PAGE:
It is of these aforementioned in which I often find interest. Some have claimed a space in literature, science, arts (both fine and common or craft) and eventually, because of contributions made coincidentally as part of their ordinary or day to day life rather than purposely. Among these we might find the name of Michelangelo di Lodovico Buonarroti. You might remember him. He painted the Sistine Chapel, carved the statue of “David” and other items less well known outside of art circles such as the “Tomb of the Medici”. He was gifted but of circumstances that could just as easily yielded someone of less capability. His fame came from diligent application of his talents gained through lengthy apprentice work, rather than high status, Amongst his peers, even he, being of high profile, is slightly higher in status than the people which I seek to expose. Those same people who would have done and often did continue to labor with only local recognition or often none at all are those whom I seek.

Mother Theresa lived willingly in poverty in keeping with her vows as a Catholic Nun. Of Albanian descent, she is well known but if I had mentioned Agnes Gonxha Bojaxhiu would you still have recognized the name? “Probably not” is my guess. She founded the Missionaries of Charity in Calcutta in 1950 out of a will and a vow to do good by helping those who often were unable to help themselves. Although by the 1970’s she had achieved international recognition for her humanitarian work she would have continued to do that to which she had set herself without it. Fame was not her goal. She cared for the dregs of humanity whom might have had no promise of help otherwise.

Many others who continue to do humanitarian works have never or might never achieve the kind of celebrity that Mother Theresa did. This does not and has not kept those others from going in harm’s way to help those who might not have found hope and help without intervention. “Doctors without Borders” is filled with such people, some of no small reputation amongst their own peers but, will we remember their names and give them recognition? Once again my own answer is “probably not”. Does this matter to many of these who willingly put their practices, lives and families on a figurative “hold” that they may continue doing their work amongst those considerably less blessed than they? My personal answer would be “Yes”. Of all these examples we might collectively ask “Why?” or “Why do they do this?”

Perhaps they feel a personal need to be of help and service to humanity and found that to be sufficient reason in and of itself, to contribute their time and lives, regardless of recognition or lack thereof. Is what they do noble? It might be called so but perhaps perceived nobility is insufficient reason to uproot their lives in order to do some good when so many others are not. They are among the little people of whom I wrote earlier in this essay. Guided by their personal mores, nobility is not uppermost in their minds and is, perhaps, not even on their personal checklist of why they do what they do.

I intend to go even further down the scale of recognition for the “little people” though. I want to talk about a very specific person who never even countenanced the idea of nobility as guiding her actions.

How many among my readers remember seeing the red kettles in front of businesses and prominently displayed in busy spots with passing foot traffic? Each of these is usually manned by a person who might be your next door neighbor, a friend, a businessman or tradesman. Sometimes, but less often, you might actually see a kettle being stewarded by an actual Salvation Army soldier in uniform. Almost all of the people you might see beside the kettles are volunteers. They took time from their lives to try to help those who might receive no help of any kind from other citizens.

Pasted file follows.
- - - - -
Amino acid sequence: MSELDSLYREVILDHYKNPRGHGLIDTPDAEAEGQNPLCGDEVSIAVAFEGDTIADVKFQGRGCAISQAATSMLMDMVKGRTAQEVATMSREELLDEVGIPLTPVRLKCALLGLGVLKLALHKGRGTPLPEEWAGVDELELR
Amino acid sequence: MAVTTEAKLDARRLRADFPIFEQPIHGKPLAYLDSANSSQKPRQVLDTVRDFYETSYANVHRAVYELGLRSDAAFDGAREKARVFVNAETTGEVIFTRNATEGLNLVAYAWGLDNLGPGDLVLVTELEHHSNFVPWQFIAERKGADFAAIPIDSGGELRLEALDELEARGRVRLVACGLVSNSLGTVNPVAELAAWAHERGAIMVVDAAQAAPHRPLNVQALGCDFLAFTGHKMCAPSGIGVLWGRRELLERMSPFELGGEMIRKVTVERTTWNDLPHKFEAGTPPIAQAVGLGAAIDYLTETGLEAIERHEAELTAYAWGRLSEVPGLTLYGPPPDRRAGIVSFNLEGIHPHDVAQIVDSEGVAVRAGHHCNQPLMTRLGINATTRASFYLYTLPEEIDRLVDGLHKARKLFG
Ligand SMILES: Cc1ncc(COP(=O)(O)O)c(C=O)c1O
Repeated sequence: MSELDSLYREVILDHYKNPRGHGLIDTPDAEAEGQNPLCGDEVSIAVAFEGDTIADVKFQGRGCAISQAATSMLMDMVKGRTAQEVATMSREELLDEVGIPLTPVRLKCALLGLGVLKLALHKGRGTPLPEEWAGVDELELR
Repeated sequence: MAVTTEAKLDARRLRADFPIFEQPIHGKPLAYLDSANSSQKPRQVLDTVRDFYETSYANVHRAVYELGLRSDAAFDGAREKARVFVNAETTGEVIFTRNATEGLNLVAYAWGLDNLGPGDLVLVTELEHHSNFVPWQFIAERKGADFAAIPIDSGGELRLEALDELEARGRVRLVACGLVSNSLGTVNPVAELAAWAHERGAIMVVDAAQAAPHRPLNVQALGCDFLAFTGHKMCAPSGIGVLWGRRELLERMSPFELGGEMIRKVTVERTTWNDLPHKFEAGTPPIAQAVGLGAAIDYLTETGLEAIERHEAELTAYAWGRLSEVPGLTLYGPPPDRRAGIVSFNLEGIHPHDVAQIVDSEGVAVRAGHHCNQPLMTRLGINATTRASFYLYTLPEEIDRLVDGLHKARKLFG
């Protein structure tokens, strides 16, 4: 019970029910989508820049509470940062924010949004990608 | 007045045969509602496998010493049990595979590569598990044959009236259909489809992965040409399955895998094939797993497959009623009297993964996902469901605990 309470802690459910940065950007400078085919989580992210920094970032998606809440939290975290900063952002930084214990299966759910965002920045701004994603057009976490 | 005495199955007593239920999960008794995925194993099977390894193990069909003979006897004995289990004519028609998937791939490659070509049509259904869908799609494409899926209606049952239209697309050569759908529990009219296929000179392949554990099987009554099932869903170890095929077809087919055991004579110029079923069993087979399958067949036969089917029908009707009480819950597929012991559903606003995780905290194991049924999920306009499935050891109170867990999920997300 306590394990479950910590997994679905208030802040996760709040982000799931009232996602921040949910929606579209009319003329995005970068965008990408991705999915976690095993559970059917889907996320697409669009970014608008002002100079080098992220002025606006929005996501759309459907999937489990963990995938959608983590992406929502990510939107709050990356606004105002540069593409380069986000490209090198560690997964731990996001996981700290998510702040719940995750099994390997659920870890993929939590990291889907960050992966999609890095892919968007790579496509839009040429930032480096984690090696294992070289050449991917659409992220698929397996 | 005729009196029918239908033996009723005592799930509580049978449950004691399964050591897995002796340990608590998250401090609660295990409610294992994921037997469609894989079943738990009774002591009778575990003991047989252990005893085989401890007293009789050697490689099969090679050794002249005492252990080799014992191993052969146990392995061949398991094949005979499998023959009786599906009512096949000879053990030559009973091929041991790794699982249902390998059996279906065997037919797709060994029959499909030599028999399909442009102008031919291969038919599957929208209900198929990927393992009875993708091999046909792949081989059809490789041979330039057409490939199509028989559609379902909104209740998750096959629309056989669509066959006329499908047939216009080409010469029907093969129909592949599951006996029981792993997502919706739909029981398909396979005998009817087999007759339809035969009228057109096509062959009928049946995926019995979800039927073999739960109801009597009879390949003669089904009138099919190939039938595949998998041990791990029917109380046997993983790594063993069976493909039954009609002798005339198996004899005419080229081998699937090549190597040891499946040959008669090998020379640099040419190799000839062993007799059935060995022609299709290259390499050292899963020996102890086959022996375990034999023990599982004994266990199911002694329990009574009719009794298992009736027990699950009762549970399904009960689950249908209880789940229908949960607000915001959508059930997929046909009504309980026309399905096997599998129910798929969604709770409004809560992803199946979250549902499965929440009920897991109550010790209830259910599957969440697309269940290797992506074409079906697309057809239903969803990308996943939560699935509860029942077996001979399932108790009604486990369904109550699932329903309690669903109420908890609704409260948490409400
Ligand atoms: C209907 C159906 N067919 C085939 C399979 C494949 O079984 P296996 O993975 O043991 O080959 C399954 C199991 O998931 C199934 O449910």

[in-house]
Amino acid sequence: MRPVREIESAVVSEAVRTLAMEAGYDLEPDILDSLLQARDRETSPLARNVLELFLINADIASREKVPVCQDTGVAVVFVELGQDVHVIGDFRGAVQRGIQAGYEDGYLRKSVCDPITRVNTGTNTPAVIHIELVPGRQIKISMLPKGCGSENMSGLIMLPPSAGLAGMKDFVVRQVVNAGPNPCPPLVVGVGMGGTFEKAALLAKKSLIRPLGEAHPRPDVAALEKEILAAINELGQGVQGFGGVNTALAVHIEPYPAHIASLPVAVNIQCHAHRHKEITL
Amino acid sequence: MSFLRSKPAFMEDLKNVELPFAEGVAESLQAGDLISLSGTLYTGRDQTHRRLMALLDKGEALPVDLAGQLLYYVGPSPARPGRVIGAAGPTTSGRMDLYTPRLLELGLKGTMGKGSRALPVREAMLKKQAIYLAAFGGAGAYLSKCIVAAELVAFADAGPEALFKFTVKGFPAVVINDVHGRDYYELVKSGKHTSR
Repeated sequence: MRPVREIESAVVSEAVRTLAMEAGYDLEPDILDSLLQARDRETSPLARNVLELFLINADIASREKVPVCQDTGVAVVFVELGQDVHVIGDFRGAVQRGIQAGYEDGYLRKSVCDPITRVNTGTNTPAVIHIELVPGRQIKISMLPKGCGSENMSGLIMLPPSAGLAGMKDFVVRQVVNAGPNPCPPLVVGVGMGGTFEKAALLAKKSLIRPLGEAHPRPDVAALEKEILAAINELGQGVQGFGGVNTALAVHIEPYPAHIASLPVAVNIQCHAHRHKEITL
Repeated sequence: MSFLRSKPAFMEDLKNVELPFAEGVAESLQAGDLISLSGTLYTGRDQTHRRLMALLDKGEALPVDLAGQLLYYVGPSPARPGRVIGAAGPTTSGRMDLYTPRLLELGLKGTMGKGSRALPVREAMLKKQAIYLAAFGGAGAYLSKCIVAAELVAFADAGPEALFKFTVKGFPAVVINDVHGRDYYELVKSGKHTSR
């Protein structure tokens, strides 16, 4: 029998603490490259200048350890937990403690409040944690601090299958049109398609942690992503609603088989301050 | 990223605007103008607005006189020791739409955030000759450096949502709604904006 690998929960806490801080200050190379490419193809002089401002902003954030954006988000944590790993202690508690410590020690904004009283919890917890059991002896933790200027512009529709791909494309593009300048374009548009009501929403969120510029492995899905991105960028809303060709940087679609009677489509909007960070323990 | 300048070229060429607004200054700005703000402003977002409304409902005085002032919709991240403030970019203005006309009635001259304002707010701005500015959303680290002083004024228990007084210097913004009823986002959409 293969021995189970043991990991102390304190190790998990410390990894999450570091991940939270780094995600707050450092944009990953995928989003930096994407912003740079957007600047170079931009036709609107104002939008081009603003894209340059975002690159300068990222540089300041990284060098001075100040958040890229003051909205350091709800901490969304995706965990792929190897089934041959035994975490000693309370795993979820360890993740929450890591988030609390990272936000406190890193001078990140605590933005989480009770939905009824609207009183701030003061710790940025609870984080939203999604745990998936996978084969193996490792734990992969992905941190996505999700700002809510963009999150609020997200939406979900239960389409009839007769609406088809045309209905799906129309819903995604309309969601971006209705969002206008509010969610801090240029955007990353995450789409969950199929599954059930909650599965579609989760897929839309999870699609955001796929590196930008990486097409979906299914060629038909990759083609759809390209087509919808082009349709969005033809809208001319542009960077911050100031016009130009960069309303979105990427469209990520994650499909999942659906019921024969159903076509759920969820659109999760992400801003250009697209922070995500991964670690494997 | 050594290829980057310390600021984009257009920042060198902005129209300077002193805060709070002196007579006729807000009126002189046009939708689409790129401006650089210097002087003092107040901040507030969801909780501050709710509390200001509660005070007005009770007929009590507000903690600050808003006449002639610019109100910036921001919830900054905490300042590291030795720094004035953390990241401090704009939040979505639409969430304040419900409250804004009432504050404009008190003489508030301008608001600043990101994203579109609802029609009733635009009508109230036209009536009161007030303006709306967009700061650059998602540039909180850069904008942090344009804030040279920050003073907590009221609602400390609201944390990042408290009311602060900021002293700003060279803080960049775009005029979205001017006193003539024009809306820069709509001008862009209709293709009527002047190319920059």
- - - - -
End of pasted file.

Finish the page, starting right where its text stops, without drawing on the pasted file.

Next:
The general public, when separated into individuals, is not known for initiative on its own although when bolstered by others also willing to follow an imperative the public, collectively, is able to do quite amazing things.

Another service that most readers are familiar with is the American Red Cross, most of whose workers on the scene of fires, floods and diverse disasters are all volunteers. They venture out in all types of weather and conditions, whatever they may be, with no more impetus than the idea that they might be able to help.

Have you, reader, ever met one of these volunteers? Do you remember their name? I do. When I was about 19, out of school and unemployed but having a commercial drivers license, I was asked to take the Dallas American Red Cross chapter’s mobile kitchen to Corpus Christie ahead of a hurricane so that it could be positioned to serve the populace after the hurricane passed.. I was there for about a week and in that time we passed out hundreds of sandwiches and other food stuffs to people who had no power and often no running water with which to prepare food. That was over 40 years ago and I happened to be in a position to help at that time.

I do know at least two other volunteers who devoted many years of service to the Dallas Chapter of the ARC simply because they could and wanted to. Many times these two would be called out to fires and other disasters to help with housing and providing help to those affected by the calamity by passing out housing vouchers for motels and hotels, food vouchers, coffee, blankets and other necessities needed to provide for those in need. Although they eventually received service pins from the Red Cross after years of service, it was not the award presented before a few other volunteers that spurred them into helping. It was simply the personal desire to be of service to their community.